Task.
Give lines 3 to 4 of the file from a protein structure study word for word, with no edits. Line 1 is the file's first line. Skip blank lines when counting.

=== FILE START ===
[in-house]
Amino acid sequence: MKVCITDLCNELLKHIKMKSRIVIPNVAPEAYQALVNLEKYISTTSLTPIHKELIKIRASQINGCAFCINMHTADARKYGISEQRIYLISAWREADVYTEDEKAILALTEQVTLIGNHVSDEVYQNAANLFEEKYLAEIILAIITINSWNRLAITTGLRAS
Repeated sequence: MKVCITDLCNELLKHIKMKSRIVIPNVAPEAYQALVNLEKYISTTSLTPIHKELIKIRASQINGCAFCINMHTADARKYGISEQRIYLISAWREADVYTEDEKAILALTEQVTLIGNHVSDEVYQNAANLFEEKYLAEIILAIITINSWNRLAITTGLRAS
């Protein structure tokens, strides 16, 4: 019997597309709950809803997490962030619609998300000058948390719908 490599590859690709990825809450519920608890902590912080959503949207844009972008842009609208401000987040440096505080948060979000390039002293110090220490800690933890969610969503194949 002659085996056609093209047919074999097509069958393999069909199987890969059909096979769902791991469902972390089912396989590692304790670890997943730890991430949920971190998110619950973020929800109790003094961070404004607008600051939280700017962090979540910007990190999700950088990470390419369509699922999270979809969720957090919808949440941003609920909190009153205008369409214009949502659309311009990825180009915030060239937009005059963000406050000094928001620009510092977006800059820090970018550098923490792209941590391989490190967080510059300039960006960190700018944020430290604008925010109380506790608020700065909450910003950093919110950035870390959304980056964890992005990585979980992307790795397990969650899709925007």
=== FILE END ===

Repeated sequence: MKVCITDLCNELLKHIKMKSRIVIPNVAPEAYQALVNLEKYISTTSLTPIHKELIKIRASQINGCAFCINMHTADARKYGISEQRIYLISAWREADVYTEDEKAILALTEQVTLIGNHVSDEVYQNAANLFEEKYLAEIILAIITINSWNRLAITTGLRAS
């Protein structure tokens, strides 16, 4: 019997597309709950809803997490962030619609998300000058948390719908 490599590859690709990825809450519920608890902590912080959503949207844009972008842009609208401000987040440096505080948060979000390039002293110090220490800690933890969610969503194949 002659085996056609093209047919074999097509069958393999069909199987890969059909096979769902791991469902972390089912396989590692304790670890997943730890991430949920971190998110619950973020929800109790003094961070404004607008600051939280700017962090979540910007990190999700950088990470390419369509699922999270979809969720957090919808949440941003609920909190009153205008369409214009949502659309311009990825180009915030060239937009005059963000406050000094928001620009510092977006800059820090970018550098923490792209941590391989490190967080510059300039960006960190700018944020430290604008925010109380506790608020700065909450910003950093919110950035870390959304980056964890992005990585979980992307790795397990969650899709925007």